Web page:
Let’s face it, treatment kicks your immune system’s butt and, if someone told you that there’s a chance you can beef up your own immune system, wouldn’t you want to try it?  And, depending on what type of exercise you choose, have some fun to boot?  Of course you would!

There’s a lot of research out there on the role of exercise therapy and cancer treatment.  Many of the benefits of exercise on immunity are said to relate to the improvement in Natural Killer cells, which are the body’s special assassins against cancer cells.  A 2017 study revealed that “[E]xercise in humans mobilizes NK cells, and human NK cells are efficient cancer cell killers—and, therefore, could play a protective or therapeutic role in cancer.”[5]

 An earlier study in 2013 also suggested:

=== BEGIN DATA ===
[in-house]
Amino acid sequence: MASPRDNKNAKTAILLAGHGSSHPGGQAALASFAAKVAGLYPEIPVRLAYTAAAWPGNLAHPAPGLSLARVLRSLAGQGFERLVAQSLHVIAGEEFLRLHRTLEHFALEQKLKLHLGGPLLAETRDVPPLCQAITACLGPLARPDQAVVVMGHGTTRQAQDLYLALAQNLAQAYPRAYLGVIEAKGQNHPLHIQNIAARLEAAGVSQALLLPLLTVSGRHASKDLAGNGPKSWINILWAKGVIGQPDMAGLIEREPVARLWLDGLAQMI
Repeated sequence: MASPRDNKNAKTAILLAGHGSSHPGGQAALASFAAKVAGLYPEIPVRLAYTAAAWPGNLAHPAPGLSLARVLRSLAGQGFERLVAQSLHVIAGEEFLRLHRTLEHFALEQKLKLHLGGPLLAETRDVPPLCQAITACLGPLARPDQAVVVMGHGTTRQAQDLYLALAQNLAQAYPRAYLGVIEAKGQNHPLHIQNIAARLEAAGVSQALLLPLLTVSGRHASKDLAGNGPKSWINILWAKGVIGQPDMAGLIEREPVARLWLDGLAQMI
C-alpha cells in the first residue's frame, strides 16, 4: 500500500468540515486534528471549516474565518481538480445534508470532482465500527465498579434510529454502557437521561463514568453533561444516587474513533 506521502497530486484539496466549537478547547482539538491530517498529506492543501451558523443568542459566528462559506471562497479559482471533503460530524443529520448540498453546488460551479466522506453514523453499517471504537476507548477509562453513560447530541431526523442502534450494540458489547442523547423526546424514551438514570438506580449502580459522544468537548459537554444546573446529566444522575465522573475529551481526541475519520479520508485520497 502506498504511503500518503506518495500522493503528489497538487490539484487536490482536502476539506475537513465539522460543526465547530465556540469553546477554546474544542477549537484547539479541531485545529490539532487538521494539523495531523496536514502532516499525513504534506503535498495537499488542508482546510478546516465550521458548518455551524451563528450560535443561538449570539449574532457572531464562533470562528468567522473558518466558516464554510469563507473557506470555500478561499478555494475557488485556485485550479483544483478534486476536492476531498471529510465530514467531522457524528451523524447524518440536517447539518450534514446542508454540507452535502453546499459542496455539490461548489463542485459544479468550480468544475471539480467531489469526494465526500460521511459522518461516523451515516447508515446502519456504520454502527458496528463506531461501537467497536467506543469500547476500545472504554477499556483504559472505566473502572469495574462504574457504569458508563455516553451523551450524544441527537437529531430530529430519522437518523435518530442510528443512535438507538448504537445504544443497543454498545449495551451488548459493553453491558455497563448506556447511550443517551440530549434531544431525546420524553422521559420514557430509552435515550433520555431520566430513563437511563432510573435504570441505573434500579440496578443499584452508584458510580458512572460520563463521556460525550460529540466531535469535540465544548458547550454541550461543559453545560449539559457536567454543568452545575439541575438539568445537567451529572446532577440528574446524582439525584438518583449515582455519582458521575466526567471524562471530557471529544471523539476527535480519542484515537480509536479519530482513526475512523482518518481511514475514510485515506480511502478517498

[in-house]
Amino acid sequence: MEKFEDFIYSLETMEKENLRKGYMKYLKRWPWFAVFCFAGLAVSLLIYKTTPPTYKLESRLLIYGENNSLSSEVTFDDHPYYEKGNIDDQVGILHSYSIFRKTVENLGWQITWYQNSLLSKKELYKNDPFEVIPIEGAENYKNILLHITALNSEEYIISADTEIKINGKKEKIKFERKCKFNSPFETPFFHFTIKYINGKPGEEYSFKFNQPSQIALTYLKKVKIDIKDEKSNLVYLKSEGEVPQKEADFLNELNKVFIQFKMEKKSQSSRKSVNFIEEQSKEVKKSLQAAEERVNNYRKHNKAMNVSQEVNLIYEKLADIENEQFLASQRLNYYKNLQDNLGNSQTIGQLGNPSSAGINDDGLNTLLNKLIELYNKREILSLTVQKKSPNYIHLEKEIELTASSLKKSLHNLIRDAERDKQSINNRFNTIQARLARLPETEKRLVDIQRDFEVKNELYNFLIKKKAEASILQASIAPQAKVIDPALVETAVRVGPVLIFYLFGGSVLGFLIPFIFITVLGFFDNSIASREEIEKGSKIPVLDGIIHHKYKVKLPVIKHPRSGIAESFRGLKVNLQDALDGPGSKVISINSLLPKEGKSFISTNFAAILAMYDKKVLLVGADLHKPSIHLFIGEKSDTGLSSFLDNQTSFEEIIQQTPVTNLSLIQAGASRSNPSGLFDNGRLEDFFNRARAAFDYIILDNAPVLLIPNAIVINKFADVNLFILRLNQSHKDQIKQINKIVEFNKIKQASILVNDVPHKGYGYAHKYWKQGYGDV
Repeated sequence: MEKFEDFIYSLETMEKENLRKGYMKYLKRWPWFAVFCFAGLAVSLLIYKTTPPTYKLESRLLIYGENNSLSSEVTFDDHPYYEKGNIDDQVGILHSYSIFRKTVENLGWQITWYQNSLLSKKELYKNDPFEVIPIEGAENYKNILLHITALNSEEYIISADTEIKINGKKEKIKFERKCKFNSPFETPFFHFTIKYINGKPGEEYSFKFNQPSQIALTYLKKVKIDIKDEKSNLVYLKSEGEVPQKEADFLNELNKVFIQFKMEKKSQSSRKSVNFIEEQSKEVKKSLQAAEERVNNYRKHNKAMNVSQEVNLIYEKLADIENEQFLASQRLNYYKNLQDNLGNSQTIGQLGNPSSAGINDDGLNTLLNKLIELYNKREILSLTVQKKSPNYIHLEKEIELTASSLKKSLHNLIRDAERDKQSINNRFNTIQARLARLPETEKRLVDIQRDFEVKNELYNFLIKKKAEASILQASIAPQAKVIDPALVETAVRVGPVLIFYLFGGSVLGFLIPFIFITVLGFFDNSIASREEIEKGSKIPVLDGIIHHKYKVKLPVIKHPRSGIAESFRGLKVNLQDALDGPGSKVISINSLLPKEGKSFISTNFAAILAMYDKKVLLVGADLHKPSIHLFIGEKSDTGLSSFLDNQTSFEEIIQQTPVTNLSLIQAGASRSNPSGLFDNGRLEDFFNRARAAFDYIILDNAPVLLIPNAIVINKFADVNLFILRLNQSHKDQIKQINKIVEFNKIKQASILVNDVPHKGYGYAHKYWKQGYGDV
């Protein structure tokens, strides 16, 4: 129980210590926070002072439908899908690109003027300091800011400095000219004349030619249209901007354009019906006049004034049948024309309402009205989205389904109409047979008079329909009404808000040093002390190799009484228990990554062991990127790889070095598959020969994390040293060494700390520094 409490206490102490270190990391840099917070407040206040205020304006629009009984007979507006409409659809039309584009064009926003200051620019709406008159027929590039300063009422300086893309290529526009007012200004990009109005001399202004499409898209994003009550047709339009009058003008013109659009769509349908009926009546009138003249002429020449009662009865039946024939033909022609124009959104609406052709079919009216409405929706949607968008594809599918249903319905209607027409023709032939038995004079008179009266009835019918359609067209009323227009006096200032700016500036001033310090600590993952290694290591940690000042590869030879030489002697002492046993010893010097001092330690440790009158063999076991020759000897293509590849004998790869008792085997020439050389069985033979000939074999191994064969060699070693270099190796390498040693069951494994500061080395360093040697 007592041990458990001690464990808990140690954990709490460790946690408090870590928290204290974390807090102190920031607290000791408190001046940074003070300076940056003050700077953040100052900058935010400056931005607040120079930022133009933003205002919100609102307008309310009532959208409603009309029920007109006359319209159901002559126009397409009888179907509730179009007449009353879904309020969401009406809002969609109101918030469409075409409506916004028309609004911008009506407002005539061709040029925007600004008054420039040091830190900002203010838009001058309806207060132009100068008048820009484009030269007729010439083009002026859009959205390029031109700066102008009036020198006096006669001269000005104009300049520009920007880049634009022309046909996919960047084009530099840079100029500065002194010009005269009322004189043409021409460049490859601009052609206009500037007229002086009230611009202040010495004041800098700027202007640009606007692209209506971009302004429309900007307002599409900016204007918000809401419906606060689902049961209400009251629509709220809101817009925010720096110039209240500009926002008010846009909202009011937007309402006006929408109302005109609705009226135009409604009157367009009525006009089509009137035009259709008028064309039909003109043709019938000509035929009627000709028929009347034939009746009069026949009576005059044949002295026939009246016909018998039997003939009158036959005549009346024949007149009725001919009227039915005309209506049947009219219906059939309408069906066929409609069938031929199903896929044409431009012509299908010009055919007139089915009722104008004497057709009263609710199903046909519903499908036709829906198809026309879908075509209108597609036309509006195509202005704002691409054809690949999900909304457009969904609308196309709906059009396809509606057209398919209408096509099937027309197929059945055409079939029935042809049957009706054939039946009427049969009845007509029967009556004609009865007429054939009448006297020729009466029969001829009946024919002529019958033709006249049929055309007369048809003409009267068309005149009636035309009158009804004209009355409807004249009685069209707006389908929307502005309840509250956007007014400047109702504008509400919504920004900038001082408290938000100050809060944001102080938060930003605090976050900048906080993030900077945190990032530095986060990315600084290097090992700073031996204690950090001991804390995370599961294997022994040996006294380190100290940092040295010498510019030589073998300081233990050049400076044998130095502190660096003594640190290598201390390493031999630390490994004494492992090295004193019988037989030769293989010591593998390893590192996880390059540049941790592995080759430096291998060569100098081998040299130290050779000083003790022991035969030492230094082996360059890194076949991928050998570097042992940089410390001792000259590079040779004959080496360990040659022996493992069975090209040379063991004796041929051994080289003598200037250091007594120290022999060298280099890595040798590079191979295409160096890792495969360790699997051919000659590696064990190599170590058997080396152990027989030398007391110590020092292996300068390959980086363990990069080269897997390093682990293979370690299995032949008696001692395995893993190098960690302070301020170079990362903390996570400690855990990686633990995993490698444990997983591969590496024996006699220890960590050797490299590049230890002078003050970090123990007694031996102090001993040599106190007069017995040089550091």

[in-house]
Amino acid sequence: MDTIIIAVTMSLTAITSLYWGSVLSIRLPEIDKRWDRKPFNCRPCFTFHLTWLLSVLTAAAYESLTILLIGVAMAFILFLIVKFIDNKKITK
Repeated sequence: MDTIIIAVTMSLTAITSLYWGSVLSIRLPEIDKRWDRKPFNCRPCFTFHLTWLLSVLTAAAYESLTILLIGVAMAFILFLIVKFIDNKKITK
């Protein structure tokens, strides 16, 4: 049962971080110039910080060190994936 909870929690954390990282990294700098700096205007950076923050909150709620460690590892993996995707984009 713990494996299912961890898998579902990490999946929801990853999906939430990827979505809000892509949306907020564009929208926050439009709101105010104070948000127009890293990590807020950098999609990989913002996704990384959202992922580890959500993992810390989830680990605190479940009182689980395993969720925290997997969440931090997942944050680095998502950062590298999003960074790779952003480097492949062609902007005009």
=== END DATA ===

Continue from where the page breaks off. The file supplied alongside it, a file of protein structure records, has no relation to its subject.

Many of the health benefits of regular exercise are thought to be related to its short-term boost of the immune system and long-term anti-inflammatory effects.  In this systematic review, we found that Natural Killer cytotoxic activity increased after exercise in cancer patients, along with lymphocyte proliferation and granulocyte cell counts.[6]

 

These NK cells are rock stars.  And the more we can do to increase them and give our immune systems an overall boost, the better.

What You Can Do to Make the Most of this Magic Pill

According to the Clinical Oncology Society of Australia, all individuals with cancer should get back to normal daily activities as soon as possible following diagnosis.  It suggests that the following levels of activity should be achieved and maintained by cancer survivors: